Emotional Wellbeing

Self Improvement

Mandy Kloppers

How to stop feeling sad

 

 

sad and happy photoHow to stop feeling sad

Sadness is a part of life and it will come and go. It’s not possible to remove sadness permanently but if you find that you are sad more often than not, the tips in this blog just might do the trick to help you snap out of your sadness and enjoy life again.

1) Gratitude Journal

Sometimes we get stuck in a rut where we focus on all the bad stuff – psychologists call this a “negative filter”. This type of thinking is irrational in nature because not everything in life is always negative. There is always two side to a story. A gratitude journal gets you into the practice of focusing what is working in your life. It can be small things, such as a smile from a stranger. You can write in a gratitude journal as little or as often as you like but if you feel very sad it might be a good idea to start off by writing in it once a day. Try to find three things that you appreciate in your life right now and write them down. Going back and reading over positive entries helps to shift a sad mood too.

2) Reframe

Reframing is all about considering different ways to look at a problem. If you think about it, there can be many ways to interpret whatever is happening to you. You can get yourself into panic mode and ‘catastrophise’ using statements like “this always happens to me” or “I am never going to succeed” or you can choose to see the current problem as a temporary issue that won’t seem as serious a few weeks from now. It’s all about INTERPRETATION and CONTEXT.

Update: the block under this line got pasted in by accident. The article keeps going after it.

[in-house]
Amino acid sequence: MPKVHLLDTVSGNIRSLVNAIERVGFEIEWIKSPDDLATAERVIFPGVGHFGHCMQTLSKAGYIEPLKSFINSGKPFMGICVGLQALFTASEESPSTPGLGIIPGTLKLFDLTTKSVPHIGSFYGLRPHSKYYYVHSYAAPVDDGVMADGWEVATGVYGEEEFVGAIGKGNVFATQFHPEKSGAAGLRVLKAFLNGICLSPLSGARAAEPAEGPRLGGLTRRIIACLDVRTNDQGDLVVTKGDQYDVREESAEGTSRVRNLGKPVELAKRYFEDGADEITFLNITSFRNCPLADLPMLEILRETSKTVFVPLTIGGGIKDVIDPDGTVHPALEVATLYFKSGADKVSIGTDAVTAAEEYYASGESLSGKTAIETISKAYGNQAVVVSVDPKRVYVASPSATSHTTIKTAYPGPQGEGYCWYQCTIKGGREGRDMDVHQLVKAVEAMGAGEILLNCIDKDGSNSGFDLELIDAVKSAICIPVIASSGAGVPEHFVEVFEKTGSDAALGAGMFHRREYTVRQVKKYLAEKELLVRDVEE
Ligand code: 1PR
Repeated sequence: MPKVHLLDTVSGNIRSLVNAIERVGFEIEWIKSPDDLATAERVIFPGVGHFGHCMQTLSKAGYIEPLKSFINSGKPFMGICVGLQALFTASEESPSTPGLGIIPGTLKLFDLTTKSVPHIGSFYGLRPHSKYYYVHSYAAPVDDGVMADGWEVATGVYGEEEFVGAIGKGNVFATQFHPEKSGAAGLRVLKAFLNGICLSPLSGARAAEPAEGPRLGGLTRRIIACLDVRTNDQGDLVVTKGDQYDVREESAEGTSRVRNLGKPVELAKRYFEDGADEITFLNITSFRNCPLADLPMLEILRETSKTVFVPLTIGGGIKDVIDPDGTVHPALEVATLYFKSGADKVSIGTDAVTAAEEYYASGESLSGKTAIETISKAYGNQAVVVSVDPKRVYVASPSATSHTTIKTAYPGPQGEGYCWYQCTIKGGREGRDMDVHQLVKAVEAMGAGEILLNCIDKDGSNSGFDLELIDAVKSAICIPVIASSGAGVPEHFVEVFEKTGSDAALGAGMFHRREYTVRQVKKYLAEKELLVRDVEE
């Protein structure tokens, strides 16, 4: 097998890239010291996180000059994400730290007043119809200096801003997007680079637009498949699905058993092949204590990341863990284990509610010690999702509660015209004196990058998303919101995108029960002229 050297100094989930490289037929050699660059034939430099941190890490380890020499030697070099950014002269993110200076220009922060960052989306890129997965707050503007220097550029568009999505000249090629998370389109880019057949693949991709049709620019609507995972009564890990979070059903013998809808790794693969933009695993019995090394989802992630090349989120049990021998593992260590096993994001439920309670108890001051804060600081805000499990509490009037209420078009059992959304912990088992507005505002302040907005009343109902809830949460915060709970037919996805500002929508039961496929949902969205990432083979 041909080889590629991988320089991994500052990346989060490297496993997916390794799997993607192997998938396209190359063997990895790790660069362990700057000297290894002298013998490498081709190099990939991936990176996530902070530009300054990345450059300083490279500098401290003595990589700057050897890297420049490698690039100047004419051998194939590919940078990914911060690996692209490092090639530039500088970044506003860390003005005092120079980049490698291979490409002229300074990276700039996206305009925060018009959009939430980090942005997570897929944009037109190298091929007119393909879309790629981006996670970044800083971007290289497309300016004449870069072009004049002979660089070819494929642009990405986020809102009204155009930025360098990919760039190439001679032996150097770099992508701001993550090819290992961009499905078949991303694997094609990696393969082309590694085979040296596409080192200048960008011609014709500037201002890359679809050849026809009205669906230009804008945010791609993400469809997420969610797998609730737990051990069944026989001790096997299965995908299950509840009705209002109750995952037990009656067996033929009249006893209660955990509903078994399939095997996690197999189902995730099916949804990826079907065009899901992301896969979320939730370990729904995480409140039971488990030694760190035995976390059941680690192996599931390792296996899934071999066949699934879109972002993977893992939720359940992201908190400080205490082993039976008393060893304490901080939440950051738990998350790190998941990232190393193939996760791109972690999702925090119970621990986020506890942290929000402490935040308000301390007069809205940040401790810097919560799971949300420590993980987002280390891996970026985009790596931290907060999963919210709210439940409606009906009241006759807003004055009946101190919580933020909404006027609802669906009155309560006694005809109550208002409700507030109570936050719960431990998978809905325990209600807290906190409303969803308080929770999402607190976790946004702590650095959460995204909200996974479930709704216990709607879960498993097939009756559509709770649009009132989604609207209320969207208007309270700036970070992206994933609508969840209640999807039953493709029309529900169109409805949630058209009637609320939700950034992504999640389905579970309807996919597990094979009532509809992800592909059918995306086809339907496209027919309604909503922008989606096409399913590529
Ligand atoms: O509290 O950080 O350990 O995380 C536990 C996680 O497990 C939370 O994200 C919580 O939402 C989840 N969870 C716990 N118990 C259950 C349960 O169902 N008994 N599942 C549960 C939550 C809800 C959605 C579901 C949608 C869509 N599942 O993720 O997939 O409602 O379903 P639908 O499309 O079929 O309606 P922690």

Ask yourself, “What can I tell myself about this problem that will make me feel less stressed?”. For example – I am currently in a tricky situation as I have been given notice to move out of my current home and need to be out in 3 weeks time. I still haven’t found anything and most new places that are coming onto the market aren’t available for at least another 6 weeks. That leaves me with 3 weeks of potential homelessness. I could catastophise and think, “This is a complete disaster. I am going to be homeless. I am never going to find somewhere in time”. This thinking will inevitably lead me to feeling even more desperate and sad or I can reframe and tell myself, “This isn’t the best situation to be in but I have managed tricky situations in the past and this one is no different. Whatever happens I will find a way to deal with it. I will work with what I can control and I will accept and deal with what I cannot control”. This thinking will leave me in a better emotional state than the former thinking would.

3) Time out

Sometime all we need is a break from the monotony and the thinking rut we have gotten into. Taking a break from the routine can help introduce new and fresh ideas. New perspectives bring hope and a chance to look at things differently.

4) Spend time with fun, positive people

Inspiring people spread their energy is a positive way. Seek out positive like-minded people and you will feel inspired.

5) Tune in fun,tune out drama

Watch comedies or listen to upbeat music – great mood changers. Don’t watch the news for a week. We are like sponges and we are affected by our environments. When you feel emotionally battered it’s important to surround yourself with things that uplift you and nurture a happier mood.

Mandy X

 

 

Photo by mabahamo